How Liberty House will change its image is something Monahan said he can’t discuss specifically until he meets with the company’s new board in the next several weeks. But, he says, "We shouldn’t look like a department store. It’s hard, but it has to be done."

Part of Liberty House’s strategy so far, according to Monahan, has been to get away from "labels and logos" and focus on lifestyle merchandise — products people want that enrich and add value to their lives — such as fountains, fans and organizers. Many of the items fit island living, like surf gear, feng shui, casual furniture and poster art for Hawaii’s high proportion of home renters. "We are just scratching the surface in what can be done in that regard," Monahan said.

And the retailer’s focus remains on local customers. In the mid-’90s, Liberty House got hurt when it chased Japanese tourist shoppers and failed to see its business with locals was being undermined by competitors such as Ross, Gap and others. When tourist business fell off, the company was in financial trouble. It filed for bankruptcy in March 1998.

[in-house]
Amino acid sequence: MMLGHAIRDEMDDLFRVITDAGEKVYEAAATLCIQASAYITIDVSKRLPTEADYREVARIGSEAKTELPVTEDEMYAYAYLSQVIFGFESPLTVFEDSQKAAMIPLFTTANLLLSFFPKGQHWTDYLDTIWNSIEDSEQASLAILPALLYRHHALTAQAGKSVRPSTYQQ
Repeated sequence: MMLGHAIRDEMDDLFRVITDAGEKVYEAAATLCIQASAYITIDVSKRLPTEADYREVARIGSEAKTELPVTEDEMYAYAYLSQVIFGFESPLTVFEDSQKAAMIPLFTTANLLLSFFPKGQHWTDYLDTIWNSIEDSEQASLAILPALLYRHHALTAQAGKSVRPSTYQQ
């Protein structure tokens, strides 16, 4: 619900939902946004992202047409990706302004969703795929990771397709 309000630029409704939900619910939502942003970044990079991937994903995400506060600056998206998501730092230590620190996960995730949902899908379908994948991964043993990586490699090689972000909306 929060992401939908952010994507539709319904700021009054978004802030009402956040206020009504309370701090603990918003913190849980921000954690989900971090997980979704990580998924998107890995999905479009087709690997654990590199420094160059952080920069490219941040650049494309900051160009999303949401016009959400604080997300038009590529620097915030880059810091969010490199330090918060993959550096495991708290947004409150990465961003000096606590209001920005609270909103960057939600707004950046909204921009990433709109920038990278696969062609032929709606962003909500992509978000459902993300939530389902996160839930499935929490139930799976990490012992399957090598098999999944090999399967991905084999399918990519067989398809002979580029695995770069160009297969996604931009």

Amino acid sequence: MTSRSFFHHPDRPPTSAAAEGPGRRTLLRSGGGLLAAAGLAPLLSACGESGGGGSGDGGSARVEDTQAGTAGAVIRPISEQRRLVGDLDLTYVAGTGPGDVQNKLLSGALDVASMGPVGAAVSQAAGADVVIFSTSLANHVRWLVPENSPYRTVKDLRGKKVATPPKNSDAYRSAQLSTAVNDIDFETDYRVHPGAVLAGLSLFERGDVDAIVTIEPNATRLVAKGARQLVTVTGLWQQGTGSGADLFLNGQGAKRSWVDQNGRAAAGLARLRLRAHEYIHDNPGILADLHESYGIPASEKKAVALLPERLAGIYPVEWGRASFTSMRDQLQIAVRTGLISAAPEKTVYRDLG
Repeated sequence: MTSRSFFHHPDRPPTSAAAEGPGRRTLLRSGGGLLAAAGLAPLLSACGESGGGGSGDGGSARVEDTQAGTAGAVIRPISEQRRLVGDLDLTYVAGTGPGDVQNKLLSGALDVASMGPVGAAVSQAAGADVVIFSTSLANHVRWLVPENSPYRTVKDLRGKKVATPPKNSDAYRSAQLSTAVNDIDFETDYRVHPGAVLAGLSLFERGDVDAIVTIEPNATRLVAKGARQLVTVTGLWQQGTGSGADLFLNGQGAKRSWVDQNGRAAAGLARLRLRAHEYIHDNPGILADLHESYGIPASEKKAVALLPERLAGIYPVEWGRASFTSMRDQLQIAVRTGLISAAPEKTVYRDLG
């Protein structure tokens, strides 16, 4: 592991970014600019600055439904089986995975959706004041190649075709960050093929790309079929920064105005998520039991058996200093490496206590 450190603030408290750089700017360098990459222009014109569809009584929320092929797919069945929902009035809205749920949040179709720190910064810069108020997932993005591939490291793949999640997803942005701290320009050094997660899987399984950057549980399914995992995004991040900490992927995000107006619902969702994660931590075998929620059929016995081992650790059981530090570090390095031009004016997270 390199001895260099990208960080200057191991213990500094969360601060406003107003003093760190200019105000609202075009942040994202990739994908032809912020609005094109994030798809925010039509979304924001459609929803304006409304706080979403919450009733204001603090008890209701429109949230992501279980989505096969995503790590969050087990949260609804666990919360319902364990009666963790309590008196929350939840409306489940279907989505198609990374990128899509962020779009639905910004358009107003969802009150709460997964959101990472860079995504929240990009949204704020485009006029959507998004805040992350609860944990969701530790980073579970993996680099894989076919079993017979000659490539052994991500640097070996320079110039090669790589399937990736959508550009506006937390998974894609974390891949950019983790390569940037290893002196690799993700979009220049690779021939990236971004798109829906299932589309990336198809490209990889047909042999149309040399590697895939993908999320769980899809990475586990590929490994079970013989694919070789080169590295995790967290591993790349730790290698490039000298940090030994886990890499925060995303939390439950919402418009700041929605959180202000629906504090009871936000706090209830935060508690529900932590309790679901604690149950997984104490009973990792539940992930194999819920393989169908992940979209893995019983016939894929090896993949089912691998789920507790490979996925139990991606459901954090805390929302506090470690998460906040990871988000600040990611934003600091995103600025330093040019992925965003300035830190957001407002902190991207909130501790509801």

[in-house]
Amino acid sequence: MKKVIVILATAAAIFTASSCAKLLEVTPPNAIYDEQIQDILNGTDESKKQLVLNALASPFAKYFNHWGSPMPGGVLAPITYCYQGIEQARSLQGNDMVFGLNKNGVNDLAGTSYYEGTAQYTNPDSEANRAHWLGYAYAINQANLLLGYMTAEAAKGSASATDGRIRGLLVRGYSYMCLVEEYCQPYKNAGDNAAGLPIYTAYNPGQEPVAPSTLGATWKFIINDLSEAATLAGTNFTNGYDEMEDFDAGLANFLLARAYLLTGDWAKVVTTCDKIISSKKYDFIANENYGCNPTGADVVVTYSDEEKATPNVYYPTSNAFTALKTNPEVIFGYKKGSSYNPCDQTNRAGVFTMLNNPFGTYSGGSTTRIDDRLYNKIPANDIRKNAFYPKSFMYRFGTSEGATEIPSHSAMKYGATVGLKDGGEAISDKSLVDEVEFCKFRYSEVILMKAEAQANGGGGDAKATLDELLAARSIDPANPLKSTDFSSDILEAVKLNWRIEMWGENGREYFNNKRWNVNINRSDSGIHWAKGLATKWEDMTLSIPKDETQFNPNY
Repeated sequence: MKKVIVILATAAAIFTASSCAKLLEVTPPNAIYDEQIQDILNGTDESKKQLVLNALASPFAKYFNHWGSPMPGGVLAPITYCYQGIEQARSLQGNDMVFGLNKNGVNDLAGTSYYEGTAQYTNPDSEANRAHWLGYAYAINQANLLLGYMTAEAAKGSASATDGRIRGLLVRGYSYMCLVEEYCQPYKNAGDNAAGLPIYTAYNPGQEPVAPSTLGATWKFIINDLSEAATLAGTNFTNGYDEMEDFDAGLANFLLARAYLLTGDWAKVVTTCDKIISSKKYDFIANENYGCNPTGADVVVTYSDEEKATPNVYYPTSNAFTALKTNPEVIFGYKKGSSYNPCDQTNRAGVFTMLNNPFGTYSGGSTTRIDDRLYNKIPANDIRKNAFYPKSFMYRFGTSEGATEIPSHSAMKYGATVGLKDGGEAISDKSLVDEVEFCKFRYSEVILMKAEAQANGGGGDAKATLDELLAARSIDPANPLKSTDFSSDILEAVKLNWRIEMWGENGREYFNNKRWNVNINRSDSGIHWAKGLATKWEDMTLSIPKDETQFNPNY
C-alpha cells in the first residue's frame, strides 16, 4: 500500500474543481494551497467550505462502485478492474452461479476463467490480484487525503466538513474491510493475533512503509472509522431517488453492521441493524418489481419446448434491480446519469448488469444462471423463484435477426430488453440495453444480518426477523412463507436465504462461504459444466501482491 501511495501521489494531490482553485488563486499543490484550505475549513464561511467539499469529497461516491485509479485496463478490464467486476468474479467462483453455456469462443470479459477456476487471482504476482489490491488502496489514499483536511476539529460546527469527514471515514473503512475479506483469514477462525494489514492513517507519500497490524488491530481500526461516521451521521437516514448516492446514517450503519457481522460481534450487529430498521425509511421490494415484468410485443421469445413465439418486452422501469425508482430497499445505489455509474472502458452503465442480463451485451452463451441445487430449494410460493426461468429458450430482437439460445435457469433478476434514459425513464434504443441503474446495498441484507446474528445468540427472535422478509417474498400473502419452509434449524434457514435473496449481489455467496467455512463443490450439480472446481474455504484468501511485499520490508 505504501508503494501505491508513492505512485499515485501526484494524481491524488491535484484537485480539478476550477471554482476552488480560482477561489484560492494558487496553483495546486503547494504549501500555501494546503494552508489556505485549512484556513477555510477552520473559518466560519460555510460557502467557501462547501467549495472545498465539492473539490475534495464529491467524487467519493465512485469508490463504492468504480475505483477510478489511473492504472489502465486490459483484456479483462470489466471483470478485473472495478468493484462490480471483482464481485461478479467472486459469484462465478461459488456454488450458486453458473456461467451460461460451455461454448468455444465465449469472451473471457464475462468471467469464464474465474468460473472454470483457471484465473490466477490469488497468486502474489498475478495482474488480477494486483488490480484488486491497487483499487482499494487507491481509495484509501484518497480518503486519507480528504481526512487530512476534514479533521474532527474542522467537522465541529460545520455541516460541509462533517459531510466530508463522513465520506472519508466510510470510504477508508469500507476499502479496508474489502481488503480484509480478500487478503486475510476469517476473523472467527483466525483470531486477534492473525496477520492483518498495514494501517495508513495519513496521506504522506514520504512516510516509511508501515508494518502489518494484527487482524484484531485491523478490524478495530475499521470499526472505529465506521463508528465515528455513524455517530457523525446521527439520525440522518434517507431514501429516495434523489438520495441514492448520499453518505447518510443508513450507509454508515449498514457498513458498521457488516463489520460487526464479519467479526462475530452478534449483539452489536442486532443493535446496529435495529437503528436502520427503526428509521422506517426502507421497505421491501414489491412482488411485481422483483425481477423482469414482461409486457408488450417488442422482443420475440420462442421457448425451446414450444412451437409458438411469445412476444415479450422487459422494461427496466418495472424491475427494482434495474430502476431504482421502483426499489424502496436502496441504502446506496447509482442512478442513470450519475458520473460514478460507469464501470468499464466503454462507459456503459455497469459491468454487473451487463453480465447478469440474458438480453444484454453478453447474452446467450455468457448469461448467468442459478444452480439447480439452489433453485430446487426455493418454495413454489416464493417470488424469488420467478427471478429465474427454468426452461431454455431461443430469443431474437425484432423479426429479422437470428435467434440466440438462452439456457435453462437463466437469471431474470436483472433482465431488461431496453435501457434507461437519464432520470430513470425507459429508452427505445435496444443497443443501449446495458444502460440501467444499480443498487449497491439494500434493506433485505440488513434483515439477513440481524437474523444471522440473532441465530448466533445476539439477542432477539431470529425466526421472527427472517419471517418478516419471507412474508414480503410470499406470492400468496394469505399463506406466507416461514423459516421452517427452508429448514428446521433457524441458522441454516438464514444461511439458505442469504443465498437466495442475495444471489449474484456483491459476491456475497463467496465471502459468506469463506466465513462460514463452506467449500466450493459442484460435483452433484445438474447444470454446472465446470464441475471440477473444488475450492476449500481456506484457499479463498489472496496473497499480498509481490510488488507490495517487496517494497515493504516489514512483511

Today visitors make up less than 20 percent of Liberty House customers, compared with 33 percent in the past. Monahan said the company is committed to growing its kamaaina business, and if tourist sales increase it will primarily be because of increased visitor spending. "We can never again forget that the local customer is our core business," he said.

New competition

But other retailers are keying on residents and visitors for sales, too. One of the biggest potential threats to Liberty House is Seattle-based department store Nordstrom. Nordstrom, which used to operate Liberty House shoe departments, opened its own shoe stores here in late 1997 and an off-price Nordstrom Rack last year. The company also planned to open a full-line department store at Ala Moana Center, but abandoned the effort in August. Still, a company official said Friday that Nordstrom continues to look for a site in Hawaii.

Analysts say other retailers also are expected to enter the local market this year, lured by the state’s economic growth as the Mainland economy cools. And existing competition continues changing. Costco now sells furniture and art. Fountains cascade on the shelves of Longs Drug. And one-time manufacturers like Tommy Bahama are opening their own stores.